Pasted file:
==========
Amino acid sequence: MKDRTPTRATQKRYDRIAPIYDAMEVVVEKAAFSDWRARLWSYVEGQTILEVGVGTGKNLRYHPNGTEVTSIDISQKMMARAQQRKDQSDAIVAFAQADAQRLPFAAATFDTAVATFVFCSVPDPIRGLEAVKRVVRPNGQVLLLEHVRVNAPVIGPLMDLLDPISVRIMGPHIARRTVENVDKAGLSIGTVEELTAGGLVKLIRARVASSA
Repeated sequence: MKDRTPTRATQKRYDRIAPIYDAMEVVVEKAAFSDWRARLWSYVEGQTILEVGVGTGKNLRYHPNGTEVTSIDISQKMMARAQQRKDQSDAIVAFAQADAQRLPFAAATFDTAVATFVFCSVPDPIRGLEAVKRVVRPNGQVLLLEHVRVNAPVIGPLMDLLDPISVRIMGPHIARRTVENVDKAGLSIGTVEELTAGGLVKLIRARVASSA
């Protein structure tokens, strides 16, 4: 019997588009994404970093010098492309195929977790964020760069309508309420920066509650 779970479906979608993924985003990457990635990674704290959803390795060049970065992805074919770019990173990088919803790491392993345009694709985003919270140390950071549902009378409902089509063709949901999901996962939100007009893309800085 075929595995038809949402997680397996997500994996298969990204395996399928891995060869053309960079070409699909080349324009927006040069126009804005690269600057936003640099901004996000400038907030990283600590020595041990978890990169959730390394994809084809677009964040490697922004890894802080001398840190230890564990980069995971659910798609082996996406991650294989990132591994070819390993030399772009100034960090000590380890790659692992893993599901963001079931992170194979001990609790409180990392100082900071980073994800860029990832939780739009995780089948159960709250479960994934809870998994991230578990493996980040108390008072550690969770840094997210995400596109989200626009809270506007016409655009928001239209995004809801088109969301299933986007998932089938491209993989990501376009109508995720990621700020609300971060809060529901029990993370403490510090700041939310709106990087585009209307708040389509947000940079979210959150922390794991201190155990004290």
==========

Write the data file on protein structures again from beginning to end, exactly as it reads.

Amino acid sequence: MKDRTPTRATQKRYDRIAPIYDAMEVVVEKAAFSDWRARLWSYVEGQTILEVGVGTGKNLRYHPNGTEVTSIDISQKMMARAQQRKDQSDAIVAFAQADAQRLPFAAATFDTAVATFVFCSVPDPIRGLEAVKRVVRPNGQVLLLEHVRVNAPVIGPLMDLLDPISVRIMGPHIARRTVENVDKAGLSIGTVEELTAGGLVKLIRARVASSA
Repeated sequence: MKDRTPTRATQKRYDRIAPIYDAMEVVVEKAAFSDWRARLWSYVEGQTILEVGVGTGKNLRYHPNGTEVTSIDISQKMMARAQQRKDQSDAIVAFAQADAQRLPFAAATFDTAVATFVFCSVPDPIRGLEAVKRVVRPNGQVLLLEHVRVNAPVIGPLMDLLDPISVRIMGPHIARRTVENVDKAGLSIGTVEELTAGGLVKLIRARVASSA
């Protein structure tokens, strides 16, 4: 019997588009994404970093010098492309195929977790964020760069309508309420920066509650 779970479906979608993924985003990457990635990674704290959803390795060049970065992805074919770019990173990088919803790491392993345009694709985003919270140390950071549902009378409902089509063709949901999901996962939100007009893309800085 075929595995038809949402997680397996997500994996298969990204395996399928891995060869053309960079070409699909080349324009927006040069126009804005690269600057936003640099901004996000400038907030990283600590020595041990978890990169959730390394994809084809677009964040490697922004890894802080001398840190230890564990980069995971659910798609082996996406991650294989990132591994070819390993030399772009100034960090000590380890790659692992893993599901963001079931992170194979001990609790409180990392100082900071980073994800860029990832939780739009995780089948159960709250479960994934809870998994991230578990493996980040108390008072550690969770840094997210995400596109989200626009809270506007016409655009928001239209995004809801088109969301299933986007998932089938491209993989990501376009109508995720990621700020609300971060809060529901029990993370403490510090700041939310709106990087585009209307708040389509947000940079979210959150922390794991201190155990004290």